Oil and Natural Gas Commission vs. CA

July 21, 2017 | Author: Mariz D.R. | Category: Arbitration, Judgment (Law), Jurisdiction, Certiorari, Judiciaries
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Oil and Natural Gas Commission vs. CA and Pacific Cement Company RE: Enforcement of foreign judgment *Digest origi...


OIL AND NATURAL GAS COMMISSION, petitioner, vs. COURT OF APPEALS and PACIFIC CEMENT COMPANY, INC., respondents. Parties: • Petitioner - Indian GOCC • Respondent - Philippine private corporation Underlying transaction: • Contact for the respondent to supply to petitioner 4,300 metric tons of oil well cement • Consideration: $477,300.00 through a confirmed letter of credit Events: • The oil well cement was loaded and shipped but due to a dispute between ship owner and respondent, the cargo was held up in Bangkok and did not reach its point destination. • Despite having already received payment and several demands by the petitioner, the private respondent failed to deliver the oil well cement • Upon negotiations, they agreed that the private respondent will replace the entire 4,300 metric tons of oil well cement with Class "G" cement. However, on inspection, the Class "G" cement did not conform to the petitioner's specifications • The petitioner then informed the private respondent that it was referring its claim to an arbitrator pursuant to Clause 16 of their contract • Arbitrator ruled in favor of petitioner awarding him USD 899,603.77. The award was confirmed by the foreign court. • Despite the award and demands by petitioner, respondent refused to pay. Petitioner then filed a complaint with the RTC of Surigao City for the enforcement of the foreign judgment. • The RTC dismissed the complaint, ruling that the Arbitrator did not have jurisdiction over the dispute on the ground that the referral to the arbitrator under Clause 16 of their contract is erroneous. The breach consisting of the non-delivery of the purchased materials, should have been properly litigated before a court of law, pursuant to Clause No. 15 • On appeal, the CA affirmed RTC ruling. The CA likewise noted that judgment of the foreign court did not contain any statement of facts and law upon which the award was based; hence, the judgment cannot be enforced by any Philippine court • MR was denied, thus petition for review on certiorari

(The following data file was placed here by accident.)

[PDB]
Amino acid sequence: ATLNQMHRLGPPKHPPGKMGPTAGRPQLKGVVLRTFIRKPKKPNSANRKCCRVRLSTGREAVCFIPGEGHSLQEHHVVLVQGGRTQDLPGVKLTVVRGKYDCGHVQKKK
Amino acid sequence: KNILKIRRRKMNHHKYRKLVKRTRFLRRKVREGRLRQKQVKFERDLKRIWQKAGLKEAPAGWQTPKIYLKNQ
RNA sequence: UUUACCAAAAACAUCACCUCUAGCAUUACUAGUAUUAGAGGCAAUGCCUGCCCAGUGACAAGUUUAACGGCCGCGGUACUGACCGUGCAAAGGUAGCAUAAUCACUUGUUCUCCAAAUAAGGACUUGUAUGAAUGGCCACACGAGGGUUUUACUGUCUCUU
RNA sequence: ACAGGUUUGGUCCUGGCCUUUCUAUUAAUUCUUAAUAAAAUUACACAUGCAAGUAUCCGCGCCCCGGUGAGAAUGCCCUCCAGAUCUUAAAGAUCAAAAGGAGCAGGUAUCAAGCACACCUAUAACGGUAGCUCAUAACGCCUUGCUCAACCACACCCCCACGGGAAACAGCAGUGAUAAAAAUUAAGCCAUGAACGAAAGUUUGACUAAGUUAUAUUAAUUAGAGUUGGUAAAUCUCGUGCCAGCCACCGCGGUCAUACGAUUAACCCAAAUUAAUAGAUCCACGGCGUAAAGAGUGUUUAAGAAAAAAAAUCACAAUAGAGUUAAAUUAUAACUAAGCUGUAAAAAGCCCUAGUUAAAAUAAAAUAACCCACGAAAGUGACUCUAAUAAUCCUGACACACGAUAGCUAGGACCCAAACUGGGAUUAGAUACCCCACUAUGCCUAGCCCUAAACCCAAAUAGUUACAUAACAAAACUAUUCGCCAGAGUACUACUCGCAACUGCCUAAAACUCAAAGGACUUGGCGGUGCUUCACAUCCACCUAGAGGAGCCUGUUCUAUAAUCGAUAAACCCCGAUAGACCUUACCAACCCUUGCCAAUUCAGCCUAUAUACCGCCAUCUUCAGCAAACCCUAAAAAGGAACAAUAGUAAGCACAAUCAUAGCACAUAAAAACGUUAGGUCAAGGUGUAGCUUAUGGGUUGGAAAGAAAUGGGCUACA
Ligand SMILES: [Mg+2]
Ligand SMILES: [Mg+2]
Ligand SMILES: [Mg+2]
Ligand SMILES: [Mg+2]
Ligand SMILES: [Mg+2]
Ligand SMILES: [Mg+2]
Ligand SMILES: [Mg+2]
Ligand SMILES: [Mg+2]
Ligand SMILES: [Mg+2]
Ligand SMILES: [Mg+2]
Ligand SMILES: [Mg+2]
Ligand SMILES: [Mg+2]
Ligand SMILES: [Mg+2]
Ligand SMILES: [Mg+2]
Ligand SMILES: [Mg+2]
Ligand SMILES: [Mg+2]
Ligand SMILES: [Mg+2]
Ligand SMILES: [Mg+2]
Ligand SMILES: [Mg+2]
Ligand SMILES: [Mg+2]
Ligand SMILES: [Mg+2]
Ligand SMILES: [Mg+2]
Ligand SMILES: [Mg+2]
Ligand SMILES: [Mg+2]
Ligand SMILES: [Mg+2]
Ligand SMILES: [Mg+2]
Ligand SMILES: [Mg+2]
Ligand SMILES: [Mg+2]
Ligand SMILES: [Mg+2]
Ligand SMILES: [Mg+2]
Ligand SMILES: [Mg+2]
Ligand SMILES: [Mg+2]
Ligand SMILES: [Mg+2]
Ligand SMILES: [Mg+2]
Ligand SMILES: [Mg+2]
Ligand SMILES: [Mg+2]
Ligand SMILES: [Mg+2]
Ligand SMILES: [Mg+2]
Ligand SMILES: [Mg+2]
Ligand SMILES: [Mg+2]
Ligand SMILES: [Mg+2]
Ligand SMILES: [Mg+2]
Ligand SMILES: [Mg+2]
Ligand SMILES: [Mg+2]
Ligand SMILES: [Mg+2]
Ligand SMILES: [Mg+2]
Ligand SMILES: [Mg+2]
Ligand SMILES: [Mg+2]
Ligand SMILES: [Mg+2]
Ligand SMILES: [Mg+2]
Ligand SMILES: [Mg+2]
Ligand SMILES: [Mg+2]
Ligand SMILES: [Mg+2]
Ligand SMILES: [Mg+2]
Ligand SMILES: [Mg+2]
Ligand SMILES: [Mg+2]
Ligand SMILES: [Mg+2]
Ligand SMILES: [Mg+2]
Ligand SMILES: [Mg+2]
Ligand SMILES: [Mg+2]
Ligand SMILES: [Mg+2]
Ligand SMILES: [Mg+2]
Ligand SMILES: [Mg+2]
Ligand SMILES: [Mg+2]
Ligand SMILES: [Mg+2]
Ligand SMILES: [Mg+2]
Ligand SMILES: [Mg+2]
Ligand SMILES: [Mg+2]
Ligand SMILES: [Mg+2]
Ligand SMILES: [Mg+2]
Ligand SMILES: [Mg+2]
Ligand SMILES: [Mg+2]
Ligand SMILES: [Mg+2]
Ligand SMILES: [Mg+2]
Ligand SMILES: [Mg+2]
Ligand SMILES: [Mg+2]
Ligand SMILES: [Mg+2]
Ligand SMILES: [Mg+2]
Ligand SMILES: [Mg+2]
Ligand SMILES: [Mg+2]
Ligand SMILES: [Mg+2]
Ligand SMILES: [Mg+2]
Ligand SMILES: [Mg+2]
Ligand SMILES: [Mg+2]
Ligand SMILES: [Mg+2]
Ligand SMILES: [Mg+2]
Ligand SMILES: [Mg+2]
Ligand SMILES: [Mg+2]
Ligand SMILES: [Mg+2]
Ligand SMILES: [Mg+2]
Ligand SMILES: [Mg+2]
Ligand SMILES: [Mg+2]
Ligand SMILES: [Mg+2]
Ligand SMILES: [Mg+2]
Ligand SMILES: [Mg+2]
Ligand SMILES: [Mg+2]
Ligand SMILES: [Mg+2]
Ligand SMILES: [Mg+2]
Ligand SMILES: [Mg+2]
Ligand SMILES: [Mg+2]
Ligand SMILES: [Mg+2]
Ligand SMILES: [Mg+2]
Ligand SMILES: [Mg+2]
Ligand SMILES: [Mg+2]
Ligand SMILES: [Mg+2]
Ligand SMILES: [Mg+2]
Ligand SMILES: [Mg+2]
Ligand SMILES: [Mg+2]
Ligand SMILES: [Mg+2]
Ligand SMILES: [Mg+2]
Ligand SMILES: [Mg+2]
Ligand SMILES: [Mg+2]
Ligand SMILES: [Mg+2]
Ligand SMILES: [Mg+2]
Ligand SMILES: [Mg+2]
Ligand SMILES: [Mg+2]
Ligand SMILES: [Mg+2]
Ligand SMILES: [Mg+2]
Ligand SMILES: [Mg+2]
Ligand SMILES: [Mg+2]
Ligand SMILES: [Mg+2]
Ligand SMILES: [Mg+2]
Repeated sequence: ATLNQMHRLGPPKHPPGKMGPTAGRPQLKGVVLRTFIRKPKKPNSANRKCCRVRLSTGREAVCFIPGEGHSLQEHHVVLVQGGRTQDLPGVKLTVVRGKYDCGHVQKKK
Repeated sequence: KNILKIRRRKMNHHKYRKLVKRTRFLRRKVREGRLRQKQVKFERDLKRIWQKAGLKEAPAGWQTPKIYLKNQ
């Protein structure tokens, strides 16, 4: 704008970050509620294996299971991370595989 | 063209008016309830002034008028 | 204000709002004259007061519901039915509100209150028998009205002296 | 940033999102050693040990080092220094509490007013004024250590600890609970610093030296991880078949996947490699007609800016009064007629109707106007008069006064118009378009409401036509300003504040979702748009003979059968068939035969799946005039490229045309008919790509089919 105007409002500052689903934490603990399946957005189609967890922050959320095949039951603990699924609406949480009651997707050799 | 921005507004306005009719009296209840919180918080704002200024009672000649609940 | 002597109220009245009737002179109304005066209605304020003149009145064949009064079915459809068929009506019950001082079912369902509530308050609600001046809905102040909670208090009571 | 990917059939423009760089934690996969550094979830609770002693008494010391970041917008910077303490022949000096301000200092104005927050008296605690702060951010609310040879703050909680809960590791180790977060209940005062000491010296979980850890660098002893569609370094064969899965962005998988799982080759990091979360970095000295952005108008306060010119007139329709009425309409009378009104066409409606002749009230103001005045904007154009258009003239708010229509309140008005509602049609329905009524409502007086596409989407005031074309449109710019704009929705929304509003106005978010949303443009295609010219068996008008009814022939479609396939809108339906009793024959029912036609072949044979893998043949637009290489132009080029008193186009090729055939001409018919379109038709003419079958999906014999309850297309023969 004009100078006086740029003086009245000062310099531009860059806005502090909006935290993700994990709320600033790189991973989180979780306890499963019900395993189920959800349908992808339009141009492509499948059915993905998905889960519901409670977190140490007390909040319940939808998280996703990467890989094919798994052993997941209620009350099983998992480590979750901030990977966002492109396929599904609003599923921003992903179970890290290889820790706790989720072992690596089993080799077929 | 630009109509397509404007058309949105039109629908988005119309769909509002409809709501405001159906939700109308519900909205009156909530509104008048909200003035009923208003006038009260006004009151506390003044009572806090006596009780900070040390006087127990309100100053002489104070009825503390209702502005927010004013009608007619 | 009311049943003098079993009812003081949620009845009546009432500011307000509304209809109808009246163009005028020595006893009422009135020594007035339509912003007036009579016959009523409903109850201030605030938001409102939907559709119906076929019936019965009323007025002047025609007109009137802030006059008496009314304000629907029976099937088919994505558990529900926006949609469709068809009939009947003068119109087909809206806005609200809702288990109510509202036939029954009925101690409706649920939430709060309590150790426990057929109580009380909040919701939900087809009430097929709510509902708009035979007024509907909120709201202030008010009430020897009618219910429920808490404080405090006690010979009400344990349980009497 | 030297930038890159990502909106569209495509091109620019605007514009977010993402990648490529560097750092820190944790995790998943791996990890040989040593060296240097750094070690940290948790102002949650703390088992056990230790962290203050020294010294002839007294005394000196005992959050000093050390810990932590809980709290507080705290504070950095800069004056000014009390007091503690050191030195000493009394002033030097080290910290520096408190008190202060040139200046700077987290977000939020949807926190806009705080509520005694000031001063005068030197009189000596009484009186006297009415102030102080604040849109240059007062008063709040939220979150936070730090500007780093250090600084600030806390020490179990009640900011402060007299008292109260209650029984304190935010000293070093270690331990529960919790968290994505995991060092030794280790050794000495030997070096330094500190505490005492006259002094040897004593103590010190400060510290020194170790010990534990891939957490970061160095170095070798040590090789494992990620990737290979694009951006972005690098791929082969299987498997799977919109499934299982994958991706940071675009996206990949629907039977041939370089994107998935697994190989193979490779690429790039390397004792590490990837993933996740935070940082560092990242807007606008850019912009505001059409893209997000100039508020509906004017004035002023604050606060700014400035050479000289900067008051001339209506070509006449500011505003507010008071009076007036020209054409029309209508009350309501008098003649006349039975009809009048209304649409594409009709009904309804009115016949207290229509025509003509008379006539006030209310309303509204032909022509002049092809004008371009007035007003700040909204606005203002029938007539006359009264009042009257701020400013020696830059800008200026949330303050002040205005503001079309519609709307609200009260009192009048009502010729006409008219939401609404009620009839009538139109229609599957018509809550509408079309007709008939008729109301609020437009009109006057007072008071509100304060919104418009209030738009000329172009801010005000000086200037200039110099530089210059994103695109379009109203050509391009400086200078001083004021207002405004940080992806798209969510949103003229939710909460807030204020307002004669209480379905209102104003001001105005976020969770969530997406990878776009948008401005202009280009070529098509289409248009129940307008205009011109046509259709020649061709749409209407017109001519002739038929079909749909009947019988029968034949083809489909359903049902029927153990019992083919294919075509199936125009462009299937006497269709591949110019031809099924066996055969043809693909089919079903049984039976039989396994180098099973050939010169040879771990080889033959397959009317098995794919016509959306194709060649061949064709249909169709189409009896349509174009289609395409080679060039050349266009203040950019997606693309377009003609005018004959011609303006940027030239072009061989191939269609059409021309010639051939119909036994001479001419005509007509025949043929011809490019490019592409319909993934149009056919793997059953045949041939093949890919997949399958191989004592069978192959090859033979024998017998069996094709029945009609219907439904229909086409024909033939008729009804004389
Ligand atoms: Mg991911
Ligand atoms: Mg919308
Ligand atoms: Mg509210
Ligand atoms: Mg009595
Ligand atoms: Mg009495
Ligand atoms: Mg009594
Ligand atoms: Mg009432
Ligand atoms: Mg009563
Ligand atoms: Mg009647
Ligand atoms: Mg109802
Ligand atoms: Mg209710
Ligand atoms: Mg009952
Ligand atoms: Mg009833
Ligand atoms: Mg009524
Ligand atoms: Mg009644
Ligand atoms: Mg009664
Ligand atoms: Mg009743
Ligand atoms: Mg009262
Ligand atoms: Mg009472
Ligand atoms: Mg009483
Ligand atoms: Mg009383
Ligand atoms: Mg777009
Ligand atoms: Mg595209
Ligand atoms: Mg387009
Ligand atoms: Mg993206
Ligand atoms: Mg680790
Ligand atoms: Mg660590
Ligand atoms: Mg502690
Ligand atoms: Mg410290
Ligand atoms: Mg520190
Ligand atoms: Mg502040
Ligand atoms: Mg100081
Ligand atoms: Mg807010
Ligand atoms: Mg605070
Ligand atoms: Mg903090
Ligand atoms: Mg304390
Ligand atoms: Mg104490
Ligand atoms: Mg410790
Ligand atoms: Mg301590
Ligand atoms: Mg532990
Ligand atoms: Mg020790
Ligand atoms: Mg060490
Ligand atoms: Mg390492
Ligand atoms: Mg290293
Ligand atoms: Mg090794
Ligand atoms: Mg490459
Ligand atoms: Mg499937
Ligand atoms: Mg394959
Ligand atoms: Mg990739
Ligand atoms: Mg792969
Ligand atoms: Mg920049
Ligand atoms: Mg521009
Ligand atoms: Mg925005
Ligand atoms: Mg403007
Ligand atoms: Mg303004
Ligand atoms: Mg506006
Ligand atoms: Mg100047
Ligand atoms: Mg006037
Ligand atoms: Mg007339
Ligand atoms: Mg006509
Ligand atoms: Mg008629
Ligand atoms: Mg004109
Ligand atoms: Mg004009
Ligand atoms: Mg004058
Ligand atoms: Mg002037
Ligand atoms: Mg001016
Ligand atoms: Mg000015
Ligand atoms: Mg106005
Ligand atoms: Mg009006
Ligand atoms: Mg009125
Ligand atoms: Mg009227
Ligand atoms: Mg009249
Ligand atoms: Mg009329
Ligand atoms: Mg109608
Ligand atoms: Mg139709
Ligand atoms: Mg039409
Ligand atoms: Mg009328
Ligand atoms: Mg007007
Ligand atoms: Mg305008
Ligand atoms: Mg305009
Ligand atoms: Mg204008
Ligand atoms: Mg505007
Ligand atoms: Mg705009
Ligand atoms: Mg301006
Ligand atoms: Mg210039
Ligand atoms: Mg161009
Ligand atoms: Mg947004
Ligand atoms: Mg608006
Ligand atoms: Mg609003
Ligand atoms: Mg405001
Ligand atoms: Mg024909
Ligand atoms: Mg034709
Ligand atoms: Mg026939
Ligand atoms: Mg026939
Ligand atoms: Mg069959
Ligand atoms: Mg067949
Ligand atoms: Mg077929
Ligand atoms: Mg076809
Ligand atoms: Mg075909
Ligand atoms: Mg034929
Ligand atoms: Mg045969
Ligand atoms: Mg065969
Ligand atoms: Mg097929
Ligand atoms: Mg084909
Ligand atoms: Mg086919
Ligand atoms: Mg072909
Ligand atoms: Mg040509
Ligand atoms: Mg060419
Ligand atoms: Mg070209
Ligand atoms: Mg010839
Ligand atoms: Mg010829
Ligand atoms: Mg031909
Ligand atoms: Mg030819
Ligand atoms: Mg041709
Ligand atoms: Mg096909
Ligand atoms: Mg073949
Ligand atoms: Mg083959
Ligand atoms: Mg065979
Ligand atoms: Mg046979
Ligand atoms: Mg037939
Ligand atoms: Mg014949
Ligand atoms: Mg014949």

Issues: I.

Whether the Arbitrator had jurisdiction over the dispute • Yes. The real issue that was bought to the Arbitrator was the non-conformity of the Class "G" cement with the specifications agreed upon, and no longer the non-delivery of the oil well cement which was supposedly within the exclusive jurisdiction of the courts as set forth in Clause 15. • Clause 16 pertain only to matters involving the technical aspects of the contract • Clause 15: All questions, disputes and differences, arising under out of or in connection with this supply order, shall be subject to the exclusive jurisdiction of the court

II. Whether the foreign judgment is enforceable in this jurisdiction • Yes. The foreign court adopted the findings of facts and law of the arbitrator as contained in the latter's Award Paper • The constitutional provision that decisions must express the facts and the law on which it is based does not preclude the validity of "memorandum decisions" which adopt by reference the findings of fact and conclusions of law contained in the decisions of inferior tribunals • Furthermore, the recognition to be accorded a foreign judgment is not necessarily affected by the fact that the procedure in the courts of the country in which such judgment was rendered differs from that of the courts of the country in which the judgment is relied on. This Court has held that matters of remedy and procedure are governed by the lex fori or the internal law of the forum. • The contention that respondent was not accorded due process is likewise without merit. The essence of due process is to be found in the reasonable opportunity to be heard and submit any evidence one may have in support of one's defense. • A foreign judgment is presumed to be valid and binding in the country from which it comes, until the contrary is shown. It is also proper to presume the regularity of the proceedings and the giving of due notice therein. Consequently, the party attacking a foreign judgment (Pacific Cement) had the burden of overcoming the presumption of its validity which it failed to do in the instant case.

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